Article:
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The need for a shared database infrastructure: Combining X-ray crystallography and electron microscopy

AutorKalko, Susana Graciela; Chagoyen, Mónica; Jiménez-Lozano, Natalia; Verdaguer, Núria ; Fita, Ignacio ; Carazo, José M.
Palabras claveElectron microscopy
Biological databases
X-ray crystallography
Fecha de publicación2000
EditorSpringer
CitaciónEuropean Biophysics Journal 29(6): 457-462 (2000)
ResumenAdvances in structural biology are opening greater opportunities for understanding biological structures from the cellular to the atomic level. Particularly promising are the links that can be established between the information provided by electron microscopy and the atomic structures derived from X-ray crystallography and nuclear magnetic resonance spectroscopy. Combining such different kinds of structural data can result in novel biological information on the interaction of biomolecules in large supramolecular assemblies. As a consequence, the need to develop new databases in the field of structural biology that allow for an integrated access to data from all the experimental techniques is becoming critical. Pilot studies performed in recent years have already established a solid background as far as the basic information that an integrated macromolecular structure database should contain, as well as the basic principles for integration. These efforts started in the context of the BioImage project, and resuited in a first complete database prototype that provided a versatile platform for the linking of atomic models or X-ray diffraction data with electron microscopy information. Analysis of the requirements needed to combine data at different levels of resolution have resulted in sets of specifications that make possible the integration of all these different types in the context of a web environment. The case of a structural stuffy linking electron microscopy and X-ray data, which is already contained within the BioImage data base and in the Protein Data Bank, is used here to illustrate the current approach, while a general discussion highlights the urgent need for integrated databases.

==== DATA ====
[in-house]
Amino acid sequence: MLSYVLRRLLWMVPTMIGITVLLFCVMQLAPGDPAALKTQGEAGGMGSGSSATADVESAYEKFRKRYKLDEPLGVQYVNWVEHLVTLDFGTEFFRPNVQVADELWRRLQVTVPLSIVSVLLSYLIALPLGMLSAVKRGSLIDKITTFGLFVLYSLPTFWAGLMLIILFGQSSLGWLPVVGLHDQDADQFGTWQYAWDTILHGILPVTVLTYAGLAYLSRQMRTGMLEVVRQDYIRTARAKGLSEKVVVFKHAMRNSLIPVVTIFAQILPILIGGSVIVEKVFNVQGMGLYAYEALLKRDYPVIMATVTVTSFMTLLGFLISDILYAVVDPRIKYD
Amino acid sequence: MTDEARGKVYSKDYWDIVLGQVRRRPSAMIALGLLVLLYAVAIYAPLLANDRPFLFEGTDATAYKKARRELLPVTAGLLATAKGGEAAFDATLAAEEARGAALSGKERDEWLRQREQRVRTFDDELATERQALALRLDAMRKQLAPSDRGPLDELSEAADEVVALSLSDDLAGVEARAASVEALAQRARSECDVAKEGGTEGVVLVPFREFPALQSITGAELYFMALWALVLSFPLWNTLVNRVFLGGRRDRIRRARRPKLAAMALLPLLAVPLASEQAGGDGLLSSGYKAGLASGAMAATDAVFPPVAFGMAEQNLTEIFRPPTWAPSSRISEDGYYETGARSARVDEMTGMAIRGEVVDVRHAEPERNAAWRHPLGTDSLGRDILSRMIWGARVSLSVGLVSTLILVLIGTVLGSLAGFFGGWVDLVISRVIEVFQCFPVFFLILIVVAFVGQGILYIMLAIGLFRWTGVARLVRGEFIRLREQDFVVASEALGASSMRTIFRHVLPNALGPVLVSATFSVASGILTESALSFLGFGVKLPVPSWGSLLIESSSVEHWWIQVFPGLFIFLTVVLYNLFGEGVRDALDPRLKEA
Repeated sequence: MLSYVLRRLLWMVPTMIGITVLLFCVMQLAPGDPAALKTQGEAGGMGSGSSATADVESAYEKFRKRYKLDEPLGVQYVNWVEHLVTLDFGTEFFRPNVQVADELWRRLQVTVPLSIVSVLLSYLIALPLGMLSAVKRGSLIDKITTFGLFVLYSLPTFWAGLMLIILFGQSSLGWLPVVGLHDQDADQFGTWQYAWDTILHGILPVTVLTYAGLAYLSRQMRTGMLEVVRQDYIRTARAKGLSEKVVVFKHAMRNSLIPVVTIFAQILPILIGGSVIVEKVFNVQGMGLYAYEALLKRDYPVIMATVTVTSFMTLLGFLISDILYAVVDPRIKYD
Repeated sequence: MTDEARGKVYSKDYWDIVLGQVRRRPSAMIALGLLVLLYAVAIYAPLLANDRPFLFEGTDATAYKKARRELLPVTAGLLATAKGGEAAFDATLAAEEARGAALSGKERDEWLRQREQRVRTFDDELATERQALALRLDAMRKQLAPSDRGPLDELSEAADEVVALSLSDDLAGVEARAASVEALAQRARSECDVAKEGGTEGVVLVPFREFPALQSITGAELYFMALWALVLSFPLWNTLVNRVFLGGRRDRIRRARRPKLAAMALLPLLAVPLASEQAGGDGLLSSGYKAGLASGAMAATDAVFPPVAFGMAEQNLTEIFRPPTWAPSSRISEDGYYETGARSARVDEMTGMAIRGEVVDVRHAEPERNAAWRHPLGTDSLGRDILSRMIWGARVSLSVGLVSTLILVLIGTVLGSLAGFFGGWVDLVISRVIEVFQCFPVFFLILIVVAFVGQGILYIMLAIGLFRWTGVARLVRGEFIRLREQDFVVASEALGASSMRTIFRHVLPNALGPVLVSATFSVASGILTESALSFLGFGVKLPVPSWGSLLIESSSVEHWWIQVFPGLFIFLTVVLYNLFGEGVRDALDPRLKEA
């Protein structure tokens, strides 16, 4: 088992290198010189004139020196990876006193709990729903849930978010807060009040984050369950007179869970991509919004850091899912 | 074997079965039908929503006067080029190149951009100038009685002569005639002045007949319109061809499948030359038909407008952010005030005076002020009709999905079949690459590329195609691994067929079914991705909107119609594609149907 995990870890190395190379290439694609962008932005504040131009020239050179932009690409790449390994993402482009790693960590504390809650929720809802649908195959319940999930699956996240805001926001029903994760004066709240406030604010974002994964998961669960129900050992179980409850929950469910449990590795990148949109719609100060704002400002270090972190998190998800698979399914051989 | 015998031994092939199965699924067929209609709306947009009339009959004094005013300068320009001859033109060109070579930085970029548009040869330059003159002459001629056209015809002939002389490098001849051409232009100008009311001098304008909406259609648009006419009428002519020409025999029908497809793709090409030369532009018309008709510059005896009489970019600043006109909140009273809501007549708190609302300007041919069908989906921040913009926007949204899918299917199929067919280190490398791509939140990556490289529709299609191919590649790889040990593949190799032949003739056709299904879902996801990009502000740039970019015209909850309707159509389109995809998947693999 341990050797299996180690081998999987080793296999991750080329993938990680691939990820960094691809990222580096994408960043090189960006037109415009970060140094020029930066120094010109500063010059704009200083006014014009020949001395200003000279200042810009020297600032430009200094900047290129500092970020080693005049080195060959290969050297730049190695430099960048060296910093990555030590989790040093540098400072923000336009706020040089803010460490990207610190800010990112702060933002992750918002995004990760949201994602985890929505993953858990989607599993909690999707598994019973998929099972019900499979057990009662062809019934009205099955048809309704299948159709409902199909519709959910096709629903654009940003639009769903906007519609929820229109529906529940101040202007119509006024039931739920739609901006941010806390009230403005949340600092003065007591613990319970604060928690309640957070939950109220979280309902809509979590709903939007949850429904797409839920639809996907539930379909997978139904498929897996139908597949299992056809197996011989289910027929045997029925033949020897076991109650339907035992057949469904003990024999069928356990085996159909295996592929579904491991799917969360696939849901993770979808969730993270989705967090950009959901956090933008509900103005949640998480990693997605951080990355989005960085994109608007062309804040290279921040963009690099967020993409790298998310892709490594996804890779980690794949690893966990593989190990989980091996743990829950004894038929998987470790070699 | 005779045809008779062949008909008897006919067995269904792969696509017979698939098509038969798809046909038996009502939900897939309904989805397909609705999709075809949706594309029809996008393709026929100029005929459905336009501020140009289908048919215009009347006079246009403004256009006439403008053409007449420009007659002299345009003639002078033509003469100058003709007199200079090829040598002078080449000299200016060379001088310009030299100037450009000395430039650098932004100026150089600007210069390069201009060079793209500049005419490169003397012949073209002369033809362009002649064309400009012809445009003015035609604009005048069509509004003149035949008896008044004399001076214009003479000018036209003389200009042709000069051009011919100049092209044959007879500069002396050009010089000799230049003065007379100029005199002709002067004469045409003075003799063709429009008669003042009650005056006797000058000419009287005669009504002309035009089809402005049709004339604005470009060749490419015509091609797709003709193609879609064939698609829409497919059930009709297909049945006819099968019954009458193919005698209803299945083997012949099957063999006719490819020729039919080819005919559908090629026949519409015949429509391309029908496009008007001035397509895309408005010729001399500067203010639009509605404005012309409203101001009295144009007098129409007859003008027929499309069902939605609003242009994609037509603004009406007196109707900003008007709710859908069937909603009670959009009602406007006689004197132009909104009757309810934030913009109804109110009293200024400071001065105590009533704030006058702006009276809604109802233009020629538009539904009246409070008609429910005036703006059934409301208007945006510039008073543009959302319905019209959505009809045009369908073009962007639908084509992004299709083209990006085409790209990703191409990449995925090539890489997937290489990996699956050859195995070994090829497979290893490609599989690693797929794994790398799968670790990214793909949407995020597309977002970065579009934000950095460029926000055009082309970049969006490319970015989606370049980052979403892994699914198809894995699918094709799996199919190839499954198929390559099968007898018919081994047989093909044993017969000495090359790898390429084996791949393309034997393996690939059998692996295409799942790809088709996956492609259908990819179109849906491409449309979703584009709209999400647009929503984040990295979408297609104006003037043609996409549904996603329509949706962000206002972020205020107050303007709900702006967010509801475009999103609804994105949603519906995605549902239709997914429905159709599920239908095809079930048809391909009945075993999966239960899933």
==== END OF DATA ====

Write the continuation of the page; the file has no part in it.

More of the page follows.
URIhttp://hdl.handle.net/10261/110353
Identificadoresissn: 0175-7571
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